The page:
05-15-2016 08:52 AM - last edited on 05-19-2016 02:27 PM by Sophie-RO
While clearing out somepaperwork recently, I came across a copy of my daughter's submission to the UAC for special consideration in the HSC back in 2012. One of my friends did the same for her daughter last year after many medical issues despite her daughter being adamant initally, that she didn't want to apply. So, it occurred to me that it might be useful to share our experience here and open a dialogue about the pros and cons.
My daughter suffers from anxiety and depression, missed a lot of school, exacerbated by a bout of glandular fever in yr 11. In fact, as I read through all the documentation again just now, I cried at being reminded of her struggle..... But before I go on, let me tell you where she is now. She worked full time since school, trained as a lifeline counsellor while working fulltime and this year she started a psychology degree and is getting distinctions and credits in this, her first semester She contines to work with lifeline and loves her course. Anxiety and depression are still with her but between herself and her fabulous psychologist she has developed her resilience such that she knows better how to manage.......but I digress.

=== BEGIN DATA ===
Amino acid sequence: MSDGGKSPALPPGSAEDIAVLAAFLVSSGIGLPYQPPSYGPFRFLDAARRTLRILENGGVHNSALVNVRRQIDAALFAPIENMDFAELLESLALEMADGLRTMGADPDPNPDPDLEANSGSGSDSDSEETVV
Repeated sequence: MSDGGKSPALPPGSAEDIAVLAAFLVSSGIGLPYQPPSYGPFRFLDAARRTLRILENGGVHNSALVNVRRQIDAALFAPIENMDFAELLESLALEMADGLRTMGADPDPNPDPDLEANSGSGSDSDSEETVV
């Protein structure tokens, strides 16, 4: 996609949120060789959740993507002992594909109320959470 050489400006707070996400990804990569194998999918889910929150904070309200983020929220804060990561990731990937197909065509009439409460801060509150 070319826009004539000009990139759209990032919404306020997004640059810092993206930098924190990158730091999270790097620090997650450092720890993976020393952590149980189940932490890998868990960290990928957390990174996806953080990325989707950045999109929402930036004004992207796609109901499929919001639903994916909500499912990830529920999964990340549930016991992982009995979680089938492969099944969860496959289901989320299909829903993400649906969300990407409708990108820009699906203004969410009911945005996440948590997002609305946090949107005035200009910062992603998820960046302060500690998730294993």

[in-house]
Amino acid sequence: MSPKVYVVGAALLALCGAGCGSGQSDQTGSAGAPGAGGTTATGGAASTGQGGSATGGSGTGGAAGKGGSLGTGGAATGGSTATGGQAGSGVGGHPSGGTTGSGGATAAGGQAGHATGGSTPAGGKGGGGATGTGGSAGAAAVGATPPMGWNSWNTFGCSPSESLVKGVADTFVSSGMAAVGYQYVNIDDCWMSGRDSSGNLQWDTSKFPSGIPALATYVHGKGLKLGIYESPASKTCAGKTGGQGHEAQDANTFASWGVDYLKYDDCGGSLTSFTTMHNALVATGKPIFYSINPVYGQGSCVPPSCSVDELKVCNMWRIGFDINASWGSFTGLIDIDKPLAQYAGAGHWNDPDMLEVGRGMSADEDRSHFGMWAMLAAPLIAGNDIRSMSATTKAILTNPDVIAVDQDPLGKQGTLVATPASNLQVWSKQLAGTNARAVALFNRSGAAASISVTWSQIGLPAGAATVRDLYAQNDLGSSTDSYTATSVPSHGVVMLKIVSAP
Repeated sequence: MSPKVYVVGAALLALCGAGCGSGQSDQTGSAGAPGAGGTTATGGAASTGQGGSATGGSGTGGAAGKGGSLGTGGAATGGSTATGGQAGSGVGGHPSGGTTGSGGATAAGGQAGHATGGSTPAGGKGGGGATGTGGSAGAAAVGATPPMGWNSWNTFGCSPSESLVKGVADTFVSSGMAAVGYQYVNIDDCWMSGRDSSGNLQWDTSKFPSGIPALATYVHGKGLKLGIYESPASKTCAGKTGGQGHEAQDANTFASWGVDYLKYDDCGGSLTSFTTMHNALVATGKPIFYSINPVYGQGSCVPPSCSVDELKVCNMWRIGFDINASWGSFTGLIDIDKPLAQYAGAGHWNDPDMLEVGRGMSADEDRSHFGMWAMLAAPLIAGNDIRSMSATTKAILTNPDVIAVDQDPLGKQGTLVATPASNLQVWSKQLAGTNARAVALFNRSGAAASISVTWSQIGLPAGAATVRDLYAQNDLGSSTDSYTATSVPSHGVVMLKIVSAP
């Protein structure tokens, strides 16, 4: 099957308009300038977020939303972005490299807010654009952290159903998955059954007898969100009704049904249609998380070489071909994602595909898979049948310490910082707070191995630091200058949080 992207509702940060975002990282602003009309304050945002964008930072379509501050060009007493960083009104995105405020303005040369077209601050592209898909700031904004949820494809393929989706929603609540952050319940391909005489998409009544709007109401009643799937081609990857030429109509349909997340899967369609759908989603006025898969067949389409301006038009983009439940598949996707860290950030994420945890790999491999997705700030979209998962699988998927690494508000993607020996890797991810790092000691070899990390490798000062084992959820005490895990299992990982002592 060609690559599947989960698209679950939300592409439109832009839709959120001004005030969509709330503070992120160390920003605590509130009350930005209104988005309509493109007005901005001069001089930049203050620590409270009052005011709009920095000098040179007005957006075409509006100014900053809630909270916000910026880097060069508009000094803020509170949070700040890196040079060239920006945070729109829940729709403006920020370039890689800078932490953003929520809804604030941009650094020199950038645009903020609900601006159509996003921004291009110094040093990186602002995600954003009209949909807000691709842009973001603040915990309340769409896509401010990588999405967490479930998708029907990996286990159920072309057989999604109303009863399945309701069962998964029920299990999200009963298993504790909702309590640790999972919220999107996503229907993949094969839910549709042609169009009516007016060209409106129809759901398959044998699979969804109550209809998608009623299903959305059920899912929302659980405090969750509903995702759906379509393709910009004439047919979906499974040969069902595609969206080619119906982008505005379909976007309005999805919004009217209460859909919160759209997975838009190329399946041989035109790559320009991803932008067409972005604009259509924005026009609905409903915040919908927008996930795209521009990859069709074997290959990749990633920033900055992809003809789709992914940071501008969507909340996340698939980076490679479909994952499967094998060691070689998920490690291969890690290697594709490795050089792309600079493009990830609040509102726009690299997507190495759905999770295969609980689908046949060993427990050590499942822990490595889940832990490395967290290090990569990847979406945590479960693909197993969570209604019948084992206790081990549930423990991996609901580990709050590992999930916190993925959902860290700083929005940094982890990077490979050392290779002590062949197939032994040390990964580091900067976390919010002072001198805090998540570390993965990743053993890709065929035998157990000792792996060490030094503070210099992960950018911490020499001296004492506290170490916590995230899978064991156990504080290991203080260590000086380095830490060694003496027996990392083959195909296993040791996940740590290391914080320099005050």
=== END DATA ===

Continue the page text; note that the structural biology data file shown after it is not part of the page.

I can tell you, for us, it was worth the paperwork required to apply for special consideration. Look where she is now?
Uni isn't for everyone and to be honest, year 12 was such a struggle, I made sure she knew that it was entirely up to her whether she completed it - it just didn't matter in the scheme of things, so don't think I'm a university advocate at all costs - sometimes the costs are too high. A few years on she is more mature, more resilient and ready to take on this challenge. Keeping options open can't be a bad thing, right?
05-16-2016 09:45 AM
Such a good story to read... I have a daughter who struggles to get to school and stay there, but at just turning 14 has a job at the local chemist which has changed her completely. I agree School and Uni are not for everyone and how amazing is it when you see your kids succeeding when you were not sure how it was going to play out.
05-16-2016 04:20 PM
05-18-2016 03:31 PM
05-18-2016 09:07 PM
@Sophie-RO strangely, I was the other way around. I enjoyed school, and did well, but once I got to Uni, it just didn't work for me, and I stopped and started for a few years. Iin hindsight, it was when depression first hit me, but I just wasn't aware of what it was, and when I tried to get help, it just wasn't there. We have come so far in dealing with mental health issues, but still have a hell of a long way to go.